John you are definitely right about that Hazmat charge. That is a real pain in the butt. However one good thing about them is that they will allow you to combine powder and primers. Alot of places make you pay two different Hazmat charges, and two shipping charges.

There is a company that delivers our clay targets to our tarp and skeet club. They also sell powder and wads and primers along with shot. And the best part is they deliver with the clay's. So there is no hazmat and no shipping charges. That is a great way to buy components. Especially wads, since wads take up so much space in shipping. And the lead shot is so expensive because of the weight!!

You are probably right that it is not economically effective for the average guy who only shoots a case or so a year. But for volume shooters who buy in bulk, they really can save some money. Plus you get to roll your own loads. Tom.
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post #8 of 8 (permalink) Old 05-09-2011, 09:15 AM
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Re: Cost breakdown, Shotshell reloading

Quote:
Originally Posted by John Henry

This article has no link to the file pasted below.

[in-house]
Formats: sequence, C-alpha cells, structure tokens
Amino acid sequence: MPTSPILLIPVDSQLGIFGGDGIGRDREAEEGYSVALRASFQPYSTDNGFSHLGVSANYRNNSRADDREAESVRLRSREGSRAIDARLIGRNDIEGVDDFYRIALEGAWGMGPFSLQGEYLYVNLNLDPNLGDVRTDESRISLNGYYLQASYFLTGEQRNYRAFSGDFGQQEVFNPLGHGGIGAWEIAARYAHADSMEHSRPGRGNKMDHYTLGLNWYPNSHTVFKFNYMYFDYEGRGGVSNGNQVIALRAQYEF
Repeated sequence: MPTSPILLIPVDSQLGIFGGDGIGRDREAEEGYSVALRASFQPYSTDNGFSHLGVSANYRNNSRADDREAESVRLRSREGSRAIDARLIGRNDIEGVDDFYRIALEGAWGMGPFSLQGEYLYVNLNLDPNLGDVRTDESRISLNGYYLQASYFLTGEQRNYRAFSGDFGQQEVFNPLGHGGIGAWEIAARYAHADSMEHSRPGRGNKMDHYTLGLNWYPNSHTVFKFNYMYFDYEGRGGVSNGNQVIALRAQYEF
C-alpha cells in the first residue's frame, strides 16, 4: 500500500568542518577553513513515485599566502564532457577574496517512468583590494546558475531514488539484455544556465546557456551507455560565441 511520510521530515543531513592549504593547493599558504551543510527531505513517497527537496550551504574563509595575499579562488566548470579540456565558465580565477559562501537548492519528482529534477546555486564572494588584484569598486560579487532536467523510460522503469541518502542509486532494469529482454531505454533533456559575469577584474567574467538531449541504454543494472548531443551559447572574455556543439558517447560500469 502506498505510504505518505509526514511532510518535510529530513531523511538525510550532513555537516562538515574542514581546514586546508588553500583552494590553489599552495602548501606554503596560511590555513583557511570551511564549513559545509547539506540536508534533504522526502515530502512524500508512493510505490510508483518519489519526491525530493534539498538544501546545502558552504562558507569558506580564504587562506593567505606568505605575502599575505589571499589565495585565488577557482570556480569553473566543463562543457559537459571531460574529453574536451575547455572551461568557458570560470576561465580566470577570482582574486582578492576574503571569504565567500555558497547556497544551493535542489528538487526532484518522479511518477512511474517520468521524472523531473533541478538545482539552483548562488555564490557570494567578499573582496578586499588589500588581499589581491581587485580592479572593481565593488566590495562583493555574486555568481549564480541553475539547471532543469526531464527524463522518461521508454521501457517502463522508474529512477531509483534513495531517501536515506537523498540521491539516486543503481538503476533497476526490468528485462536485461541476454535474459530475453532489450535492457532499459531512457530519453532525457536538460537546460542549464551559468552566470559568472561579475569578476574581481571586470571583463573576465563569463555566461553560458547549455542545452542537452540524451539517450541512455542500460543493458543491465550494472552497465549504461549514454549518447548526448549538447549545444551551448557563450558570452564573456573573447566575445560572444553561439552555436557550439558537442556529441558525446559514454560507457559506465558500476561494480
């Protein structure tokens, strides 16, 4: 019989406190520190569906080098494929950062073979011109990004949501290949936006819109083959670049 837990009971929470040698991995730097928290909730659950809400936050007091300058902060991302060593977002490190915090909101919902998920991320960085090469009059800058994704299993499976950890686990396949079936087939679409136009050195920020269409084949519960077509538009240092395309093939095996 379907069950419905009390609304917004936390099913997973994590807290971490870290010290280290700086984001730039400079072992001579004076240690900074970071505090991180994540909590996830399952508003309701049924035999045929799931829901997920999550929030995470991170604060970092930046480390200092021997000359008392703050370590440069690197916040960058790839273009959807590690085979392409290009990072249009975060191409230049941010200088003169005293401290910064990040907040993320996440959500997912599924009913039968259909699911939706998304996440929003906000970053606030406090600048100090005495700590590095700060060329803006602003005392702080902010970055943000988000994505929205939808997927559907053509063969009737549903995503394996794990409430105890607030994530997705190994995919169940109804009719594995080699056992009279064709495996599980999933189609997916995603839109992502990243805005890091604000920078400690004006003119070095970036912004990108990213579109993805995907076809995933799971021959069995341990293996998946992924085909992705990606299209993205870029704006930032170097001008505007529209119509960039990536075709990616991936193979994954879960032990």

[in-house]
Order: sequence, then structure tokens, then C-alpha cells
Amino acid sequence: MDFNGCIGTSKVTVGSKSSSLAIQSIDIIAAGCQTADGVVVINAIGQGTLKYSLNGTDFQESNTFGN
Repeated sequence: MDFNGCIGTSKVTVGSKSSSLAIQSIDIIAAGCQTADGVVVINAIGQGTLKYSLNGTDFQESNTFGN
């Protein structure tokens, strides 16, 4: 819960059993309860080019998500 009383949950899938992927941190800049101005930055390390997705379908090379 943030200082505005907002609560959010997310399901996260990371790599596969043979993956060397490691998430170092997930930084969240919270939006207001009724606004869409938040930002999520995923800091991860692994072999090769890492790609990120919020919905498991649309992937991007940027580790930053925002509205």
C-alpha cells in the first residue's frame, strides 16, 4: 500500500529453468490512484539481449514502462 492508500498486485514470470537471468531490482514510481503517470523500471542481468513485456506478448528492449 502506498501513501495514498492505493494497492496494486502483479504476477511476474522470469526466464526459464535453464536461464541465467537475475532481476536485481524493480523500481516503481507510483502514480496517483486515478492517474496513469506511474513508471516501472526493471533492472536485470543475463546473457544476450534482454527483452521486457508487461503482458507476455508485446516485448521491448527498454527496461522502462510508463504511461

Here is a spreadsheet of my personal reloading costs based on component prices I paid today.

Yes, as most will agree, it is not really worth loading 12, and even 20.

But with the cost of factory 28 and 410's, well worth reloading the smaller gauges!

I think it's a fair representation of the average shooter. I used to load shot shells back in the day with a single stage press. Not worth it anymore. I don't shoot that many shotshells to justify the price buying in bulk. Pls I don't have as much free time as I used to either.

I don't shoot in any clubs. Normally just me and a buddy or two with a claybird thrower with a few hundred rounds. I tried joining a club a couple years back, but the seriousness from those guys just took all the fun out of it.

Venison - The other fast food